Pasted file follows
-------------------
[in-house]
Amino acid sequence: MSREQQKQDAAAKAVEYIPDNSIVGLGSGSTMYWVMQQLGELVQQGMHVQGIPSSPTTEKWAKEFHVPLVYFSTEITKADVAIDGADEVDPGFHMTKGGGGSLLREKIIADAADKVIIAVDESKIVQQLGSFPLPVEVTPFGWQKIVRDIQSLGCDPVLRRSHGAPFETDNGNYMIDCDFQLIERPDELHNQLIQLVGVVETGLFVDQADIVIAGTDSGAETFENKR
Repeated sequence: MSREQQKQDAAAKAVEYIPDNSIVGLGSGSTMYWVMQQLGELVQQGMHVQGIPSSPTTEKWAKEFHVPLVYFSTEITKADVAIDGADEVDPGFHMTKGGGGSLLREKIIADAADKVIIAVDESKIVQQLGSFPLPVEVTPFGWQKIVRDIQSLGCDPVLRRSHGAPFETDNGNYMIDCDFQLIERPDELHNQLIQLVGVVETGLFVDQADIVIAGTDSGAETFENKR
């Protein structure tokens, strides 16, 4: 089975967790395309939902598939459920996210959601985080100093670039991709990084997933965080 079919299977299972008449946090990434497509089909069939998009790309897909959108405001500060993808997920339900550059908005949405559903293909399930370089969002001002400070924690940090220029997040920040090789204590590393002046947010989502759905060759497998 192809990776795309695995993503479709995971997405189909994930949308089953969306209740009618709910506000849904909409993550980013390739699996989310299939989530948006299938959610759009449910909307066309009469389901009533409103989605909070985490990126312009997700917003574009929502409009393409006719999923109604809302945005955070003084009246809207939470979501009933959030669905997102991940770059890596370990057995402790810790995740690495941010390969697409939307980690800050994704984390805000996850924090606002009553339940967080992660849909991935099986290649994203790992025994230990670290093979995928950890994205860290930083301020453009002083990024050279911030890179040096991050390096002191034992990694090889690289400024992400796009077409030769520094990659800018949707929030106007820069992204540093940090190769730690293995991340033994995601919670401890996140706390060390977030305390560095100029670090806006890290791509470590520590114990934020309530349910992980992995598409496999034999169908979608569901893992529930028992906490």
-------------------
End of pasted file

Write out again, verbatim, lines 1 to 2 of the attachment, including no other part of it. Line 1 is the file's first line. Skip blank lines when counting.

[in-house]
Amino acid sequence: MSREQQKQDAAAKAVEYIPDNSIVGLGSGSTMYWVMQQLGELVQQGMHVQGIPSSPTTEKWAKEFHVPLVYFSTEITKADVAIDGADEVDPGFHMTKGGGGSLLREKIIADAADKVIIAVDESKIVQQLGSFPLPVEVTPFGWQKIVRDIQSLGCDPVLRRSHGAPFETDNGNYMIDCDFQLIERPDELHNQLIQLVGVVETGLFVDQADIVIAGTDSGAETFENKR